Not massively impressed with Rip-Off Britain’s advice from Trading Standards this morning on the question of what to do if a particular issue arises with your builder. Absolutely STUPID advice in my opinion, guaranteed to escalate an already problematic situation. Here’s the issue: in the middle of works, you are told by your tradesman or builder that a new problem has arisen / extra work is needed and therefore costs will rise – what do you do?
The advice from Trading Standards on BBC1 this morning? Tell the builder to stop work immediately and get a new builder in.
I consider myself a reputable trader and when I organise building work for clients do so honourably, in good faith and never ever try to rip any one off. If a client of mine made this choice I would be horrified. There are many occasions where extra works are truthful and honestly required once a property is ‘opened up’, I’ll give you a couple of examples.
On a recent client bathroom job we’d removed the uneven floorboards to fit water-proof plywood to allow ceramic tiles to be laid. When the floor was up it became glaringly obvious that whoever had worked on the house previously had botched up these supporting first floor joists to the extent that they weren’t really supporting the floor, kinda important when you have a full bath above! We had to do corrective work to these joists and strengthen them before our original work could continue, plus charge the client accordingly and fairly for materials and labour. What good would throwing us off the job and getting another builder in have done?!
On one of my rental refurbs a few weeks ago, I drew up the plans and layouts, then let the builder get on with work. He called me up to say there was a problem with the floor joists meaning extra work was required, so could I pop over and have a look. Did I tell him to sling his hook, automatically assuming he was trying to rip me off and employ another builder. Er, no. I went to have a look at the clearly rotten floor joists and agreed an extra over price for the necessary work to allow him to carry on with the job. It would have been a crazy decision to throw him off the job, not do the definitely required extra work and get a new builder in to simply finish the originally agreed contract.
There have also been occasions where lazy trades have not bothered to tell me about issues they noticed as they didn’t want their work held up, meaning a huge amount more work a couple of years down the line, e.g.; the electrician who didn’t tell me that some joists he was attaching wires to on a first floor had blatantly obvious dry rot…. a year later the floor nearly feel through. The extras would have been far cheaper to address in the first instance whilst original works were going on, instead of once the property was occupied, decorated and furnished 😦
Here’s my advice:
If in the middle of works your builder tells you more work is necessary and it will cost you more money, ask to have a meeting so he / she can show you what they mean and what the problem is.
If you really do not understand the issue, feel you are being bamboozled or are uncomfortable with the amounts being discussed, ask that a hold be put on works in that particular area and ask for a slower and clearer explanation. The builder might get a bit stressed if the extra works needed are messing with their schedule but it’s in their interest to get this resolved to your satisfaction. Try and understand things from their point of view, these extra works are likely not to be an honest builder’s fault and may be slowing up a planned job which could have a knock-on effect on their workload.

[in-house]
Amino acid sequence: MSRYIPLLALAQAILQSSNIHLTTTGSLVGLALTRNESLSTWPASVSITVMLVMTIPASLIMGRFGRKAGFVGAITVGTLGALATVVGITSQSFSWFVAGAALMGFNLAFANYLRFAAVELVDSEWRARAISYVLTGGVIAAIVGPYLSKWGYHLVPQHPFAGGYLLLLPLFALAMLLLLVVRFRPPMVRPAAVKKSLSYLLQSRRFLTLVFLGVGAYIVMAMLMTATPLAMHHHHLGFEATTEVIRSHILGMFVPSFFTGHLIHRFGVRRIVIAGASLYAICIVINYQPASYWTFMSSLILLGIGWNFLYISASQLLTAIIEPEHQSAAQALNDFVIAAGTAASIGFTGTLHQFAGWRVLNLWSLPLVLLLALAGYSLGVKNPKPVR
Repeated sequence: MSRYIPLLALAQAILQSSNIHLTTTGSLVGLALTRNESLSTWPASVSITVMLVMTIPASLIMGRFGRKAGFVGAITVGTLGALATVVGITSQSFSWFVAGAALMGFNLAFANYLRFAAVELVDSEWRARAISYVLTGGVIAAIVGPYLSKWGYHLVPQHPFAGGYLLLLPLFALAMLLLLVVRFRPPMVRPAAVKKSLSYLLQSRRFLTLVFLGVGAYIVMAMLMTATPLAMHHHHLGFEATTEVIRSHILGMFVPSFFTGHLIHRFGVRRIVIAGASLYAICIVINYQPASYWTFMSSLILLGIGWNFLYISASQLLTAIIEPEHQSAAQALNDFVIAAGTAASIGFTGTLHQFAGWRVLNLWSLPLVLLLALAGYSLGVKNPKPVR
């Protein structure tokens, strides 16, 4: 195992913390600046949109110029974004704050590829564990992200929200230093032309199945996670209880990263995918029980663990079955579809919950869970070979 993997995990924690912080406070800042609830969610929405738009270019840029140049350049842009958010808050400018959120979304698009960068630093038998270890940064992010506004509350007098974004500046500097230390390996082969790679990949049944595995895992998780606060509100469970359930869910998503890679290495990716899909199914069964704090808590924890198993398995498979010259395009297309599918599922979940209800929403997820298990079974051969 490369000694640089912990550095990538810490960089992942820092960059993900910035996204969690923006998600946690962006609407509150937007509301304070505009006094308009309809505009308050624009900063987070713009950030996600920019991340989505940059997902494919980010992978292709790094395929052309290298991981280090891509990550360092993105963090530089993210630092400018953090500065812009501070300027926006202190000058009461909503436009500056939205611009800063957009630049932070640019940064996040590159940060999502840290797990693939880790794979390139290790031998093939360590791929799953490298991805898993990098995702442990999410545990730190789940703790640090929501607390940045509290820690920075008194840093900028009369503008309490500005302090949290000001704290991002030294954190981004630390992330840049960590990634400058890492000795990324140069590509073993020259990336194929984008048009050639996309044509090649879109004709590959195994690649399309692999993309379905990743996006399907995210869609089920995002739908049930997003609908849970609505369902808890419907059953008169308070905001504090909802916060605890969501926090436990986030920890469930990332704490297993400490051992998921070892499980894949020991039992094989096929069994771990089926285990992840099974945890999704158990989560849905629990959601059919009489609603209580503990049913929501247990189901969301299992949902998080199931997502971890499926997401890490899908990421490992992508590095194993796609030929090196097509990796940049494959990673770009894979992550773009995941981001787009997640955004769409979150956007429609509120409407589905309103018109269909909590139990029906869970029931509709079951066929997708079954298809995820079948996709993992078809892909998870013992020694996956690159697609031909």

If you still don’t understand maybe suggest a second opinion.Maybe get on-line and do some research, ask a family friend or colleague who might know about such issues. If the works are large enough to warrant getting a second builder / expert on site for clarification, don’t be afraid to do so. Take some photos / a smart phone video of the extra work so you have some evidence of extra works recommended / done.
It should be fairly obvious to see the new issue and ask for a break down of the new work and a costing for it, in writing or emailed. This is so easy to do now as most builders have smart phones so the extra estimate / quote can be almost be immediate. Though do give the builder some time to work out costs and materials!
My advice would be not to simply assume that extra works have been made up in order to rip you off. Once a house has been opened up, small extras are often required and larger unexpected issues are not unusual. That’s why people have contingency funds! To simply throw what could be a great building firm off the job and replace them for no good reason is madness and would be shooting yourself in the foot, and is likely to cost you more in the long run.
Most builders are good honest people, treat them as such and don’t assume the worst, but if your gut instinct tells your otherwise, act on it.
Very interesting read Sian!
Customers often change their minds too midway through projects when ideas and opportunities come to mind. It’s the nature of the beast, so best to address it in a practical manner.
Excellent advice from you, Sian. Absolute tripe from the BBC!